Truth and Reconciliation Commission solution to resolve human rights violations in Papua

Truth and Reconciliation Commission
Demonstration against expansion in Jayapura City, Friday (29/7/2022). – Jubi/Theo Kelen

Jayapura, Jubi – Head of the Cenderawasih University’s Truth and Reconciliation Commission (KKR) Team Melkias Hetharia said that the formation of the KKR was the right solution to resolve human rights violations in Papua and build peace. This was conveyed by Hetharia in an online discussion held by the Alliance for Democracy for Papua on Friday, July 29, 2022.

Hetharia said the Truth and Reconciliation Commission would be tasked with revealing the truth through investigations into human rights violations in Papua. An honest confession and a sincere apology from the perpetrator are much needed.

“That way, reconciliation will be made between victims and the state as an actor of violence. We hope to create a situation free of fear,” he said.

Hetharia said that to encourage the establishment of the KKR, several activities have been carried out such as seminars and focus group discussions in Papua and Jakarta.

According to Hetharia, members of the KKR must come from a neutral and professional background, consisting of academicians, human rights activists, as well as women activists. “They (KKR members) must be completely neutral. They cannot side with the victim or the perpetrator,” he said.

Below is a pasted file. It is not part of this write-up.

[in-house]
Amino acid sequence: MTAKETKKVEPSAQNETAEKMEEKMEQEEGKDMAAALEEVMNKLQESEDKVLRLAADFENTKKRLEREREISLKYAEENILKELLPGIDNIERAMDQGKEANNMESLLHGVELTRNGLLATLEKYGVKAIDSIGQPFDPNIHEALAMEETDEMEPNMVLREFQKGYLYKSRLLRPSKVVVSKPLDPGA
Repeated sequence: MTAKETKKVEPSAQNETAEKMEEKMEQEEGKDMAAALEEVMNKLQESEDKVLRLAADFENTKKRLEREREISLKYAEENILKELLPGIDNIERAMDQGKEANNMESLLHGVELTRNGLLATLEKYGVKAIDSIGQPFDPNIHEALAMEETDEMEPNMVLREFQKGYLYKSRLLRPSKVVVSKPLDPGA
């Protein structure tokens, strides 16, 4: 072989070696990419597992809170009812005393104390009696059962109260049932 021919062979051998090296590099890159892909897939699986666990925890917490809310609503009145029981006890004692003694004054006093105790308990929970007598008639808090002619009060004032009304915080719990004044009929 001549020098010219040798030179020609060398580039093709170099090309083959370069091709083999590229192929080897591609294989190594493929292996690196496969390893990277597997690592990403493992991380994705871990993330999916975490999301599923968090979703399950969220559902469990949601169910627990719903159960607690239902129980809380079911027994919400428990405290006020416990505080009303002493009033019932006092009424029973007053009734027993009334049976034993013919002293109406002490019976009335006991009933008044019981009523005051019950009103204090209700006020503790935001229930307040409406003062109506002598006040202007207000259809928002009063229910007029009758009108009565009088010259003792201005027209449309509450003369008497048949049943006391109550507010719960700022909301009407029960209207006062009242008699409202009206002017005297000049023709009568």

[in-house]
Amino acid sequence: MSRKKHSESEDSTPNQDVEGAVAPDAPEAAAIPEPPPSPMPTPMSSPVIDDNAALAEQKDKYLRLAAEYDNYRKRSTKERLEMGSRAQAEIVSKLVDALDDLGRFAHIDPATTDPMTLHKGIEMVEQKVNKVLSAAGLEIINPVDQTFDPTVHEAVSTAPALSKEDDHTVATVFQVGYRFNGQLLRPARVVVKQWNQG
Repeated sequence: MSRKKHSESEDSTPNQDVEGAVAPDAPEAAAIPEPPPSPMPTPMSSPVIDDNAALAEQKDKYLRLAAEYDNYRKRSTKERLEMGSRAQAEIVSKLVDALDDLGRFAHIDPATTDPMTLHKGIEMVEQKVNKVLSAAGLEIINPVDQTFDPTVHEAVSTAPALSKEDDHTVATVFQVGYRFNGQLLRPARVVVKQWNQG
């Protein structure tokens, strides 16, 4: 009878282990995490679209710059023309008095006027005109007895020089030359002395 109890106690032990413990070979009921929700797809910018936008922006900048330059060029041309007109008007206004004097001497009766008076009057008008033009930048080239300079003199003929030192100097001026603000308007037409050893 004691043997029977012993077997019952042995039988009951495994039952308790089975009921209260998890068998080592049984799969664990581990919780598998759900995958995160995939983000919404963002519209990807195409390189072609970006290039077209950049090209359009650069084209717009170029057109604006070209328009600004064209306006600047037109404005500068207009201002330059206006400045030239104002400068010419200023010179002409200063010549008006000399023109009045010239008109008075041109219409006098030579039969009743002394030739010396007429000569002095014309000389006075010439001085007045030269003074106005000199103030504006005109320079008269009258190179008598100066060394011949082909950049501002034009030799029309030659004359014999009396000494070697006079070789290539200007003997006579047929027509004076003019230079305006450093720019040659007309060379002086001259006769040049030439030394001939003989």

Hetharia said that in order to be able to carry out its duties, the Truth and Reconciliation Commission will be divided into four sub-commissions, namely the Truth Disclosure Sub-commission; Amnesty Sub-commission; Compensation, Restitution, and Rehabilitation Sub-commission; and most importantly, the Papuan History Clarification sub-commission.

Hetharia explained that the KKR would investigate human rights violations that occurred past 1963 for cases that the judiciary had not decided. Among the things that need to be investigated by the Truth and Reconciliation Commission are massacres, violence, torture, kidnapping, detention, murder, sexual violence, rape, and enforced disappearances on a small or large scale.

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“In short, the cases investigated are as stated in Law No. 9/1999 on Human Rights and Law No. 26/2000 on Human Rights Courts,” he said. (*)

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